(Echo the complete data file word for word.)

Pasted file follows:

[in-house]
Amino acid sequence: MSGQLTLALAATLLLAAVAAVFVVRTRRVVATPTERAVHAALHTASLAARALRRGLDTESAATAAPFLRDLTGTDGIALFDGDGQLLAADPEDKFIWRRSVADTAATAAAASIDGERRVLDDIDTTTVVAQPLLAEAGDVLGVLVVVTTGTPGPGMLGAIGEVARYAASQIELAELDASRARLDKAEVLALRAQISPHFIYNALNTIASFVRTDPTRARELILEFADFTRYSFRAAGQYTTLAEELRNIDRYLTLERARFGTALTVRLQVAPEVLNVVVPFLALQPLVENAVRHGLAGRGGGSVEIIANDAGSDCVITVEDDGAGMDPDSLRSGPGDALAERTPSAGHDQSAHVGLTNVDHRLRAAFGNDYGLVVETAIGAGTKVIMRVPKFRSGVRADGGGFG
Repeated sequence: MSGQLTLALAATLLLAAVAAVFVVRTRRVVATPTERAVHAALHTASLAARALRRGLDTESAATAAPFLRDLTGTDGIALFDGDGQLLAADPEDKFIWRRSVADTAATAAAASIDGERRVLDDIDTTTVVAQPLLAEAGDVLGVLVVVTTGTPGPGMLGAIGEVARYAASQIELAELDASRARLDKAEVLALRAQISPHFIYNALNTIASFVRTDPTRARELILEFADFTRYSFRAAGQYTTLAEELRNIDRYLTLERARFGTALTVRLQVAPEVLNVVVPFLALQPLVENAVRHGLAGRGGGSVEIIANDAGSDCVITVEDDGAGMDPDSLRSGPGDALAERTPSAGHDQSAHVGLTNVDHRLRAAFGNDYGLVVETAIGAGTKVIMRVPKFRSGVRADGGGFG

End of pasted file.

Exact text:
[in-house]
Amino acid sequence: MSGQLTLALAATLLLAAVAAVFVVRTRRVVATPTERAVHAALHTASLAARALRRGLDTESAATAAPFLRDLTGTDGIALFDGDGQLLAADPEDKFIWRRSVADTAATAAAASIDGERRVLDDIDTTTVVAQPLLAEAGDVLGVLVVVTTGTPGPGMLGAIGEVARYAASQIELAELDASRARLDKAEVLALRAQISPHFIYNALNTIASFVRTDPTRARELILEFADFTRYSFRAAGQYTTLAEELRNIDRYLTLERARFGTALTVRLQVAPEVLNVVVPFLALQPLVENAVRHGLAGRGGGSVEIIANDAGSDCVITVEDDGAGMDPDSLRSGPGDALAERTPSAGHDQSAHVGLTNVDHRLRAAFGNDYGLVVETAIGAGTKVIMRVPKFRSGVRADGGGFG
Repeated sequence: MSGQLTLALAATLLLAAVAAVFVVRTRRVVATPTERAVHAALHTASLAARALRRGLDTESAATAAPFLRDLTGTDGIALFDGDGQLLAADPEDKFIWRRSVADTAATAAAASIDGERRVLDDIDTTTVVAQPLLAEAGDVLGVLVVVTTGTPGPGMLGAIGEVARYAASQIELAELDASRARLDKAEVLALRAQISPHFIYNALNTIASFVRTDPTRARELILEFADFTRYSFRAAGQYTTLAEELRNIDRYLTLERARFGTALTVRLQVAPEVLNVVVPFLALQPLVENAVRHGLAGRGGGSVEIIANDAGSDCVITVEDDGAGMDPDSLRSGPGDALAERTPSAGHDQSAHVGLTNVDHRLRAAFGNDYGLVVETAIGAGTKVIMRVPKFRSGVRADGGGFG